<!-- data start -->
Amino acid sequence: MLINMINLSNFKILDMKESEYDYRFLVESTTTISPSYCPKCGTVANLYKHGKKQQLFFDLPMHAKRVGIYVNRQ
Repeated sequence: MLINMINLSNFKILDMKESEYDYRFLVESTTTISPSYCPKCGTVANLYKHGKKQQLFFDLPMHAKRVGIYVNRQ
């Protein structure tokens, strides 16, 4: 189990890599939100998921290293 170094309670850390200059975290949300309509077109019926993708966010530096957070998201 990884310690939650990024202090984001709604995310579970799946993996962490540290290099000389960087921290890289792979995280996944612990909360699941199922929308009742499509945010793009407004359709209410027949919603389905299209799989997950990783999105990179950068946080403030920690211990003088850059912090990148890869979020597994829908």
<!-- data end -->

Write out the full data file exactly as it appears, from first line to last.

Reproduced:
Amino acid sequence: MLINMINLSNFKILDMKESEYDYRFLVESTTTISPSYCPKCGTVANLYKHGKKQQLFFDLPMHAKRVGIYVNRQ
Repeated sequence: MLINMINLSNFKILDMKESEYDYRFLVESTTTISPSYCPKCGTVANLYKHGKKQQLFFDLPMHAKRVGIYVNRQ
């Protein structure tokens, strides 16, 4: 189990890599939100998921290293 170094309670850390200059975290949300309509077109019926993708966010530096957070998201 990884310690939650990024202090984001709604995310579970799946993996962490540290290099000389960087921290890289792979995280996944612990909360699941199922929308009742499509945010793009407004359709209410027949919603389905299209799989997950990783999105990179950068946080403030920690211990003088850059912090990148890869979020597994829908």